* If you have access to a disk defragmenter that will allow you to place specific file types either at the end or beginning of the hard drive, do so. System files such as .exe, .dll, .vxd, .com and .sys should go at the beginning for fast access.
* Configure "Enable" under HKLM\SOFTWARE\Microsoft\Dfrg\BootOptimizeFunction to "Y."
* Speed up the shutdown by searching through the registry for AutoEndTasks and setting to 1. Alternatively, use hibernate as it significantly increases the speed at which your computer comes back from a "power-down."
* Disable Window XP's eye-candy of XP by setting Visual Effects to Adjust for best performance under the Advanced tab in the System Control Panel applet.
* Disable fancy backgrounds and use a flat color instead.
* Reducing your display bit depth to 16 from 32 can help on lower-end hardware.

Brian Lausen suggests those using Win2K or XP to check the services that are running by going in to the administrative console.

"You can also remove programs from the startup sequence by going in to MSConfig (Microsoft Configuration Utility). This is accomplished by clicking Start > Run. Here you would type in 'msconfig' to access the utility. Once it opens, find the "Startup" tab and click it. Go through the list and uncheck any programs to prevent them from running at startup (this doesn't remove them).

"Several programs should keep running including antivirus, antispyware, firewall and so on. Once you finish and click 'OK,' the PC will ask you to reboot the computer. Reboot and see if this speeds up the computer. If not, there may other items starting when Windows starts.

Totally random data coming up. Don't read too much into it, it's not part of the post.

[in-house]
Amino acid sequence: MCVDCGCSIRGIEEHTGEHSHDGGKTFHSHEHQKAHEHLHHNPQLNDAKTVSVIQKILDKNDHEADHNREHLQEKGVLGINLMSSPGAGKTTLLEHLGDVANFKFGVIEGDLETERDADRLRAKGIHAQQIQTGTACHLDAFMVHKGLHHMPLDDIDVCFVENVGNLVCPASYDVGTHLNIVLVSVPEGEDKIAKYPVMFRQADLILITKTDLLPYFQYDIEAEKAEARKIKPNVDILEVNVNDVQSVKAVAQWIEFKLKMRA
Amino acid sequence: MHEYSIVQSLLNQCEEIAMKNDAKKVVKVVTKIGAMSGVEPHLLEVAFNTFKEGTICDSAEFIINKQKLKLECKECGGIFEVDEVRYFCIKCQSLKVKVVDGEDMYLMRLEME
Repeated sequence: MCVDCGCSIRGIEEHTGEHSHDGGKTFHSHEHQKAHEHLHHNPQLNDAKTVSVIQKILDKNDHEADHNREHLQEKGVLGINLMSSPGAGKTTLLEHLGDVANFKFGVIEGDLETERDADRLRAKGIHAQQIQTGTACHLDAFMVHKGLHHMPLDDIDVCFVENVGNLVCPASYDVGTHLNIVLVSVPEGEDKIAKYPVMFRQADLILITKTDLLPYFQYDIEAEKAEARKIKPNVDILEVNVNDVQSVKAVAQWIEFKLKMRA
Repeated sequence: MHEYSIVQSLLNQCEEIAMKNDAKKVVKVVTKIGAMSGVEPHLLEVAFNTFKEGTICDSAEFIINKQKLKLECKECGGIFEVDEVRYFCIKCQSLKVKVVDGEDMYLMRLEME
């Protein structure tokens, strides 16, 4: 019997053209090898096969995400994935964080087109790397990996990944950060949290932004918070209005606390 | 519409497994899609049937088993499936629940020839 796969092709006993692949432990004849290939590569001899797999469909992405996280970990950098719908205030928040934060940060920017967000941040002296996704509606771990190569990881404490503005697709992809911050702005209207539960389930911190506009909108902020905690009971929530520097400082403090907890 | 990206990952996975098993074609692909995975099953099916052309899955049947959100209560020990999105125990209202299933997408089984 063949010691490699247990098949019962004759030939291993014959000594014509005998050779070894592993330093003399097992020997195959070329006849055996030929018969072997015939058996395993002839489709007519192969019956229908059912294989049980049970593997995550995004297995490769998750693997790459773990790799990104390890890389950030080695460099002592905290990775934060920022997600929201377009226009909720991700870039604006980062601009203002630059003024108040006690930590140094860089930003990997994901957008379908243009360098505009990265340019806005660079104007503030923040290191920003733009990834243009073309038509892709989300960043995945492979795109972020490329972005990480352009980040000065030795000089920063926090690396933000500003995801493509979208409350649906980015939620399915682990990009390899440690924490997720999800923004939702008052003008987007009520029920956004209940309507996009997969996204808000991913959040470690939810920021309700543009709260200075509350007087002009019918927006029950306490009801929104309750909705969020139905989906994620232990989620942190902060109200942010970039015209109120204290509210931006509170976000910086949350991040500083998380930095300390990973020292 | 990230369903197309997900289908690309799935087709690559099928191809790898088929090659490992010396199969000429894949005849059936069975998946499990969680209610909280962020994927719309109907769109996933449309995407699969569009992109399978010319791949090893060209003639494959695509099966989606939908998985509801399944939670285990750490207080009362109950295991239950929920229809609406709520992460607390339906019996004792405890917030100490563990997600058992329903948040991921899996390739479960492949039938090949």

"Another place to check is the startup folder in the Start menu. If there are any programs listed, right-click on them and then delete them as you wish (once again this will not delete the programs just the executable that starts the program with Windows)."

Try a couple of things at a time rather than all at once to ensure the system continues to operate smoothly.

Clean up and defrag the HD

There are packrats, and there are "filerats" who keep everything including every email sent and received. If they want speed, they'll have to give up a little. Start by cleaning out the temp files and directories including the temp Internet files. Also, many folks suggest running a defragmenter like Disk Defragmenter that comes with Windows (typically found in Start > All programs > Accessories > System > Disk Defragmenter) on a monthly basis or more often.

Windows also comes with Disk Cleanup, which looks for files that may not be needed and deletes them. Not only does it free up space, but also it improves performance. To access the application in Windows XP (use the Help file to find it on your operating system), click Start > Programs > Accessories > System Tools > Disk Cleanup. You can schedule Disk Defragmenter and Disk Cleanup to occur on a regular basis with Task Scheduler.

Get help from tools

Numerous tools and utilities are available for maintaining computers � more choices than we can handle. Readers share favorite proven applications. As always, test the tools before adding them to your PC maintenance toolbox.

Michael Relfe, director at Goldman Wolfe, recommends a using a virus scanner, Trojan scanner, malware/spyware scanner, software firewall and an Internet files cleaner.

More apps come from George.